I’m 40. If you saw me on the street, you’d think I look closer to 20. Yet here I was. A “kid” facing “real man” problems. But I’m recovering quickly. My vitals are consistently good. Even in the hospital, the staff seemed surprised at how well I was handling recovery. “If this is what you call ‘good’ I’d hate to see what you call ‘bad.’ “ They’d laugh at me. It was just humbling for me to be so dependent on so many people for so many things.

I always thought of myself as “tough,” but I never really knew for sure. Even after what I went through, I don’t feel tough or brave or strong. In fact, when I think about how severe the pain was & how terrifying everything seemed & how long the discomfort lingered long after the the violent pain had dissipated, I marvel that I got through at all! It took a lot of intervention from my Creator, but also some personal resolve. This wasn’t a challenge that I chose for myself; but once recognized, I was seeing it through. I was strong & brave not because I am all the time, but because I had to be right then.

Like Morgan said, “Sometimes it’s easier when you don’t have a choice.” Yes, well said, Morgan. All life truly is precious. Given everything I’ve had to endure over the last 2 weeks, my life is not only precious, but sacred to me now. That was a choice that I did have to make for myself. But now that I have, I’m as happy on the inside as I’ve been in a long time–maybe ever.

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Still Depressed

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People have been so kind to reach out to me after I published my last post, expressing their hope that I’m feeling better. I wish I could say I do feel better. That it was just a one day thing and I’m no longer feeling depressed. I feel like I’m disappointing everyone.

It’s not like I’m depressed every minute of every day. I made it through work and survived being on call. I played tennis. I went to dinner with friends. I seemed like a normal person when I was around other people.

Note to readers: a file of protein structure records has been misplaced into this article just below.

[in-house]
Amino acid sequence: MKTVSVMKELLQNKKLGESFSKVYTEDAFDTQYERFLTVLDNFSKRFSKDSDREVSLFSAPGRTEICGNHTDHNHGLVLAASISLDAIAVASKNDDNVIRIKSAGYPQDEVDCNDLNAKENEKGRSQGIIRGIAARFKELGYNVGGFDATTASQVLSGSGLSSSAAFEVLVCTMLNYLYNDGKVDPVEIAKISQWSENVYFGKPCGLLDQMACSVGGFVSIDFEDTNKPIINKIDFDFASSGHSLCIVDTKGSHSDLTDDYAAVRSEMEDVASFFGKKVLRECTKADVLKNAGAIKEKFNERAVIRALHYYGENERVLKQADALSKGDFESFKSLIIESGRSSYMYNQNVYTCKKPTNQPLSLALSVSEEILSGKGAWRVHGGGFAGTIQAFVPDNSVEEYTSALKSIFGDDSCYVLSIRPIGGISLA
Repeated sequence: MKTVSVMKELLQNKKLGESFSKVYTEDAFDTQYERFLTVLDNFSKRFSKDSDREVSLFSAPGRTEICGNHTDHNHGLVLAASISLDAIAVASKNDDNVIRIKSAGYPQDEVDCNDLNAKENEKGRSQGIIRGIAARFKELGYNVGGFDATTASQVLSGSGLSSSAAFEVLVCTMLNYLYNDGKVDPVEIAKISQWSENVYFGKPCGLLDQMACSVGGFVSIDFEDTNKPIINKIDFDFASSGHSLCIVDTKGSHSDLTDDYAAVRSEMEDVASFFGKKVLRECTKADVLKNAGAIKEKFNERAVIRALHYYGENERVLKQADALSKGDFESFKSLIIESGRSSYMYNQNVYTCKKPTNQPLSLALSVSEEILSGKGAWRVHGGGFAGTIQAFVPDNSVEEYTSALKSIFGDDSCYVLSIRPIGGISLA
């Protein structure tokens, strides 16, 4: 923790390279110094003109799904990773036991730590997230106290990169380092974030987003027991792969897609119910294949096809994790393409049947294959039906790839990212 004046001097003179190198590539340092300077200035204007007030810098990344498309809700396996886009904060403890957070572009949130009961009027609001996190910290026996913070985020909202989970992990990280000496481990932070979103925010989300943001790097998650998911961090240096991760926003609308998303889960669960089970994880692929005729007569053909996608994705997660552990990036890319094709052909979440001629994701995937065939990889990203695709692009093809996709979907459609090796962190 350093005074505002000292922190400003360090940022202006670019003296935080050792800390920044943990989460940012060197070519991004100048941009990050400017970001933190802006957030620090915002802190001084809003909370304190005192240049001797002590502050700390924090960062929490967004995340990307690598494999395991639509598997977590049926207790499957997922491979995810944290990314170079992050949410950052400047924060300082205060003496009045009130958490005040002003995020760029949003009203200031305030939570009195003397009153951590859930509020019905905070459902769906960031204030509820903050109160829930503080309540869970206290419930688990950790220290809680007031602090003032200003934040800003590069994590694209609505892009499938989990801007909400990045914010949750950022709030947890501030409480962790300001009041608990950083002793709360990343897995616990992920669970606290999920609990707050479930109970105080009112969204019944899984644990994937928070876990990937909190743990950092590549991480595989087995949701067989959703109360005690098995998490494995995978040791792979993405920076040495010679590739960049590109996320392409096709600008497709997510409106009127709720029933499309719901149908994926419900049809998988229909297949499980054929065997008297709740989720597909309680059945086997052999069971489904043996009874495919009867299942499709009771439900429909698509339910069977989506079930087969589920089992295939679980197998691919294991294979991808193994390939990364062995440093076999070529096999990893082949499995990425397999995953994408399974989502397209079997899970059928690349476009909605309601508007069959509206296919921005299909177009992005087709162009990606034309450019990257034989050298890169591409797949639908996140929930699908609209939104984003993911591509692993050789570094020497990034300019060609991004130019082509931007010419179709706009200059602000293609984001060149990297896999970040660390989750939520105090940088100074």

I continue to be frustrated that all of my efforts to prevent depression have not worked. Maybe if I hadn’t stayed up to watch Federer and Nadal play on Saturday night it would have made a difference. Except I didn’t wake up until 1:30 in the afternoon, so I wasn’t that tired at 2 a.m. And it’s not every day that you get to see Federer and Nadal play, even if it was only a set.

Last night I had a realization that helped me to not beat myself up over all of the things I could have done differently. And that is, it’s not my fault. It’s not my fault that I am prone to depression. Not my fault that I am particularly vulnerable at this time of the year. That I am not able to handle the client overload as well as my colleagues. That my family stresses me out. That I’m not perfect in doing all of the things that are supposed to help with depression. This was the most helpful lesson in Tara Brach’s book Radical Self-Acceptance and Paul Gilbert’s The Compassionate Mind. I’m glad that I remembered it for some reason.

The other realization I had last night was something I learned in the self-compassion retreat that I attended last May. And that is, trying harder doesn’t eliminate pain and suffering. It is not for a lack of effort on my part that I feel the way I do. As much as I like to think that if I just work hard enough I can make everything better, life is filled with pain and suffering, no matter how hard you work. And while this did not make my pain go away, it helped me to accept it more and to beat up on myself less.

I have appealed to God for some salve for my wounds. Something to make the pain more tolerable. But I feel guilty for asking, given all of the things that are going on in the world. All of the people killed in Paris, San Bernardino, Sandy Hook, and other places. All the people who have terminal illnesses. All of the people who are hurting worse than me. Sometimes thinking about these people helps to put my suffering into perspective, but that is not the case at the moment. Right now I can barely tolerate my own suffering. So for now I’ll just have to focus on me.